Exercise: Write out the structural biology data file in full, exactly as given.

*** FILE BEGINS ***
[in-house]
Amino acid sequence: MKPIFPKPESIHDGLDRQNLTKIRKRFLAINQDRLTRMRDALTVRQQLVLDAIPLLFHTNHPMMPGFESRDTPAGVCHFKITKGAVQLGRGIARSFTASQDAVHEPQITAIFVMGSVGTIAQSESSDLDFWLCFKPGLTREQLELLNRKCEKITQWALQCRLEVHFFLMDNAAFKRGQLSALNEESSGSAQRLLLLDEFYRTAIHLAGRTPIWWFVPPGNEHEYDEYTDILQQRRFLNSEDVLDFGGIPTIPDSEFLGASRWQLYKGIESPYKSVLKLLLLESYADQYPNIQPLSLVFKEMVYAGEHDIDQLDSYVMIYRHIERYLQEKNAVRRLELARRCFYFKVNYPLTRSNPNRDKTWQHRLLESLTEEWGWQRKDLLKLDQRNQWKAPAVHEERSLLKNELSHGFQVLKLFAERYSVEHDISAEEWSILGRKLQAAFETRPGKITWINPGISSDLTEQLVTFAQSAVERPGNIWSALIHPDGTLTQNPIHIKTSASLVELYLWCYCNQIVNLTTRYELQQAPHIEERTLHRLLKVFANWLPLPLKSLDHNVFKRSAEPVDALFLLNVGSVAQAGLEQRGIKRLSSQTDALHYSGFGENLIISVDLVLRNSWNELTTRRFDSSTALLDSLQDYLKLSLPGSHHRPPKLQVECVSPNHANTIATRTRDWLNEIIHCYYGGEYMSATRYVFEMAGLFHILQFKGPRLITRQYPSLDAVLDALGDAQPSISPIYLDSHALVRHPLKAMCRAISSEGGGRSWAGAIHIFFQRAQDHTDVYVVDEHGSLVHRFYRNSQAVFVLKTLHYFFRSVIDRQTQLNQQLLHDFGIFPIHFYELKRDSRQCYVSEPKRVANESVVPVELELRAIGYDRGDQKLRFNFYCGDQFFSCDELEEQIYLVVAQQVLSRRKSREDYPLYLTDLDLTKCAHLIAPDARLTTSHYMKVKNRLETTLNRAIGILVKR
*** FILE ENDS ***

[in-house]
Amino acid sequence: MKPIFPKPESIHDGLDRQNLTKIRKRFLAINQDRLTRMRDALTVRQQLVLDAIPLLFHTNHPMMPGFESRDTPAGVCHFKITKGAVQLGRGIARSFTASQDAVHEPQITAIFVMGSVGTIAQSESSDLDFWLCFKPGLTREQLELLNRKCEKITQWALQCRLEVHFFLMDNAAFKRGQLSALNEESSGSAQRLLLLDEFYRTAIHLAGRTPIWWFVPPGNEHEYDEYTDILQQRRFLNSEDVLDFGGIPTIPDSEFLGASRWQLYKGIESPYKSVLKLLLLESYADQYPNIQPLSLVFKEMVYAGEHDIDQLDSYVMIYRHIERYLQEKNAVRRLELARRCFYFKVNYPLTRSNPNRDKTWQHRLLESLTEEWGWQRKDLLKLDQRNQWKAPAVHEERSLLKNELSHGFQVLKLFAERYSVEHDISAEEWSILGRKLQAAFETRPGKITWINPGISSDLTEQLVTFAQSAVERPGNIWSALIHPDGTLTQNPIHIKTSASLVELYLWCYCNQIVNLTTRYELQQAPHIEERTLHRLLKVFANWLPLPLKSLDHNVFKRSAEPVDALFLLNVGSVAQAGLEQRGIKRLSSQTDALHYSGFGENLIISVDLVLRNSWNELTTRRFDSSTALLDSLQDYLKLSLPGSHHRPPKLQVECVSPNHANTIATRTRDWLNEIIHCYYGGEYMSATRYVFEMAGLFHILQFKGPRLITRQYPSLDAVLDALGDAQPSISPIYLDSHALVRHPLKAMCRAISSEGGGRSWAGAIHIFFQRAQDHTDVYVVDEHGSLVHRFYRNSQAVFVLKTLHYFFRSVIDRQTQLNQQLLHDFGIFPIHFYELKRDSRQCYVSEPKRVANESVVPVELELRAIGYDRGDQKLRFNFYCGDQFFSCDELEEQIYLVVAQQVLSRRKSREDYPLYLTDLDLTKCAHLIAPDARLTTSHYMKVKNRLETTLNRAIGILVKR